Trinity Sunday. Eggs, oranges, kettles and ice cubes, complicated drawings of triangles with arrows in all directions; the children’s talk almost no one wants to give and certainly not for a second time.
Dr Ben Myers, Lecturer in Theology at the Uniting Church College, has released a humorous series, Tweeting the Doctrine of the Trinity. “How to combat Trinitarian heresy, #4: Have you come up with a really helpful analogy? Well done! Now please don’t tell anyone about it, ever.”
The Trinity seeks to describe God’s extraordinary relationship as three in one and one in three, yet explaining it is almost always a hindrance in us understanding it at all.
The character of God has been described as a dance, as a movement of God – Creator, Son and Spirit – as each influences the other, leading and being led. It’s an image of wonder and beauty. God as community; loving, dancing, creating, celebrating, moving … and welcoming us into the community of God. Is this just theological playtime, or is there something more?
If we understand God as community, then our relationship with God is affected, at the same moment as God asks something of us. What does it mean to create and live in a community which reflects the character of our God?
Watch the news, if you have the courage. There is an investment from those we support, and from those who seek our harm, to divide our world, into “us and them”. It’s almost as simple as that, and appeals to our baser instincts. An illustration: the media reports concerning the horror of the London and Manchester attacks obscured a larger scale horror in Kabul, and dissipated the widespread condemnation by international Muslim leaders of all these atrocities.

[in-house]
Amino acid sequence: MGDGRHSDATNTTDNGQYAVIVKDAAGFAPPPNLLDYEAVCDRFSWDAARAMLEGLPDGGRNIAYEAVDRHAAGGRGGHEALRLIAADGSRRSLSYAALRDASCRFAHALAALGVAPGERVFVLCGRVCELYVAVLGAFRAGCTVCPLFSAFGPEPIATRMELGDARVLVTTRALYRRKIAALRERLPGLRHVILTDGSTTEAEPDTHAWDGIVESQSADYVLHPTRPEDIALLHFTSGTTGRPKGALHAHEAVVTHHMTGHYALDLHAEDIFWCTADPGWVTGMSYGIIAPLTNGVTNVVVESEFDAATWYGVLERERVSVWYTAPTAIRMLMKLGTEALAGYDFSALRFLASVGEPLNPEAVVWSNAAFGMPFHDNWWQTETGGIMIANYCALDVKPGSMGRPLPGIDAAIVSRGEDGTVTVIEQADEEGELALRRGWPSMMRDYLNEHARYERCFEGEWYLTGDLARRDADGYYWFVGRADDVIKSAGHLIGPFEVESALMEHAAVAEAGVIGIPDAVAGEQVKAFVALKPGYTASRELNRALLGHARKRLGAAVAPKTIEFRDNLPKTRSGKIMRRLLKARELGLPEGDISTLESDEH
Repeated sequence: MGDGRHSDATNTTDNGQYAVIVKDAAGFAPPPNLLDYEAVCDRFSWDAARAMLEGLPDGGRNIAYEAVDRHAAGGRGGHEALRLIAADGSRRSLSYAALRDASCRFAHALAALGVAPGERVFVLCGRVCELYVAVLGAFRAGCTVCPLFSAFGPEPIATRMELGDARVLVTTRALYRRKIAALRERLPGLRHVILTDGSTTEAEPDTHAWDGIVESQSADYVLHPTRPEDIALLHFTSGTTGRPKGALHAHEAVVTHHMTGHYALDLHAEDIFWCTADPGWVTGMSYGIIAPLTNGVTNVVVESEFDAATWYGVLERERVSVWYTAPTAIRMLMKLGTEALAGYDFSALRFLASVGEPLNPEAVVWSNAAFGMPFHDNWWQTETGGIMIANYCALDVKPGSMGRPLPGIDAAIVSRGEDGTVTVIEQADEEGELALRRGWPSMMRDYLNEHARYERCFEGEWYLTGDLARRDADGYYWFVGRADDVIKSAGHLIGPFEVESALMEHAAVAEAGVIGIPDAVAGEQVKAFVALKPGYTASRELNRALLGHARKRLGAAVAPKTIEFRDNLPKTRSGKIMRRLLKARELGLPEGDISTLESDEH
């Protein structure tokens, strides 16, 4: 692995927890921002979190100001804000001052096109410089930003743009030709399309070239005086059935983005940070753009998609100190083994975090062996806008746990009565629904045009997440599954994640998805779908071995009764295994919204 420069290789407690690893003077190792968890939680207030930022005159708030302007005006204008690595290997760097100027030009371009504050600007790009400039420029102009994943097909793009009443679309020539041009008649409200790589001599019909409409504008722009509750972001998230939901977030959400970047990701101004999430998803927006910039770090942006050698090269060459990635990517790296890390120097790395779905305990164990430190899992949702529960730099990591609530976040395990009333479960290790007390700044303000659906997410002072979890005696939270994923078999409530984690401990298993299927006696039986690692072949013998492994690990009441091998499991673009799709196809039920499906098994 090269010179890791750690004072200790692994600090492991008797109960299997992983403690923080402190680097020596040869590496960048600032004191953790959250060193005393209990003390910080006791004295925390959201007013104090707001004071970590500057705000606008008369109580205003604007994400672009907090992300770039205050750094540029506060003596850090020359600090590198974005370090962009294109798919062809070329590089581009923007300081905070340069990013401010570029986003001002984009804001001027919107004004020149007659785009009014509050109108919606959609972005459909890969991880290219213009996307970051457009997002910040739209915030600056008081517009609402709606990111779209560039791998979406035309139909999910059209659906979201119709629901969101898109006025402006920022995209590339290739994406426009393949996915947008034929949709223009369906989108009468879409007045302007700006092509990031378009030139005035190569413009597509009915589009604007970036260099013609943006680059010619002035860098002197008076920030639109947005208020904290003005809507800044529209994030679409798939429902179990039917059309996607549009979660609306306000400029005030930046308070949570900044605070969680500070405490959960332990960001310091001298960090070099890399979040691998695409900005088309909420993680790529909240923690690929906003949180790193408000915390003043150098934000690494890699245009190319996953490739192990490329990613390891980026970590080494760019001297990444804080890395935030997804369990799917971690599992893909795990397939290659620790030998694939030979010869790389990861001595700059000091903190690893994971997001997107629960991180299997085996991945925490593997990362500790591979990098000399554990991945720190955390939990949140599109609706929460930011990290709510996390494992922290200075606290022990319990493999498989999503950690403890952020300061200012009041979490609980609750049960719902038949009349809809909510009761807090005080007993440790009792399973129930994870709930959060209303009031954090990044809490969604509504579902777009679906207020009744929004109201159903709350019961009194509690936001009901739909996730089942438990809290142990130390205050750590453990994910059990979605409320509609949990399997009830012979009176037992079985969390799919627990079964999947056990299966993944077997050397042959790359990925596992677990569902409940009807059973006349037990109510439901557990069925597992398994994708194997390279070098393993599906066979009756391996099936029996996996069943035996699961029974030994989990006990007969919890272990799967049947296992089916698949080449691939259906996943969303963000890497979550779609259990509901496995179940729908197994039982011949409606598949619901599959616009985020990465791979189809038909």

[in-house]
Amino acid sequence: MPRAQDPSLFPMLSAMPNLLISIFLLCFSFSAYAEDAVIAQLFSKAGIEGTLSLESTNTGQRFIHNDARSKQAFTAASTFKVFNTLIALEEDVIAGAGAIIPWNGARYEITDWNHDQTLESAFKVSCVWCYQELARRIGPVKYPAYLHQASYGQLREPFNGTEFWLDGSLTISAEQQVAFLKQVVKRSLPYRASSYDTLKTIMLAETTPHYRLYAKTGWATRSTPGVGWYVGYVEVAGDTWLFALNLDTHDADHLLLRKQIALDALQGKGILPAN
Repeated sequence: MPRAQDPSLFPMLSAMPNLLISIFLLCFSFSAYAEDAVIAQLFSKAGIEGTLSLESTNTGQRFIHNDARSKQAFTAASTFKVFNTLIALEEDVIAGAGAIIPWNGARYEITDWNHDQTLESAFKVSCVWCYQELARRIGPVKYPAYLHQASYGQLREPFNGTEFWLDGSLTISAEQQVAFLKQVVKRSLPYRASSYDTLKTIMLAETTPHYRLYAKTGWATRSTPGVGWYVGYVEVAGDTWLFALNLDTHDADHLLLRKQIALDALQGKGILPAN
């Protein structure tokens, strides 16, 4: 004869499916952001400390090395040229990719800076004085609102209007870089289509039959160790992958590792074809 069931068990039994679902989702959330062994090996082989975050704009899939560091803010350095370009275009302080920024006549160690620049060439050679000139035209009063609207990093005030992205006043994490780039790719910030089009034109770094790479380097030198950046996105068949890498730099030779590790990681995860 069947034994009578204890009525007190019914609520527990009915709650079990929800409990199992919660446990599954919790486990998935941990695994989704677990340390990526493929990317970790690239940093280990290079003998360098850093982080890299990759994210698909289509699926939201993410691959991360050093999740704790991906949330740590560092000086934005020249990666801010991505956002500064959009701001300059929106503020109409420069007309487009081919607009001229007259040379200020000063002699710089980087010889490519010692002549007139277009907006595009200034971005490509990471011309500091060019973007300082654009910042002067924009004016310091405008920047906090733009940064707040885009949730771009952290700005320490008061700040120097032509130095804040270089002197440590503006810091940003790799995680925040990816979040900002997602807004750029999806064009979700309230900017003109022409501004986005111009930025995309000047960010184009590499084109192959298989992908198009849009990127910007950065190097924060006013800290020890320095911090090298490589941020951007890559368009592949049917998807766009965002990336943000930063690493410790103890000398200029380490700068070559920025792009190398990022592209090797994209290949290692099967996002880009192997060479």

Us and Them.
Someone’s skin colour, someone’s name, are used as markers of divergence. How do we have a conversation about recognition of our Aboriginal sisters and brothers in our Constitution without defaulting into the same lazy, hurtful stereotypes?
The character of God has inherently different characteristics, and yet are all one. How do we, as disciples of the living, dancing God accept, welcome and celebrate our differences, not only as a reflection of this God, but of God’s deliberate intent?
Community is not easy, but it is necessary. We are citizens of God’s community, and the hope of that belonging enables and inspires us for the journey ahead.
Learning God’s dance takes time, effort and our deliberate intent. We need the imagination of God, the example of Jesus and the power of the Spirit that we may not lose our step.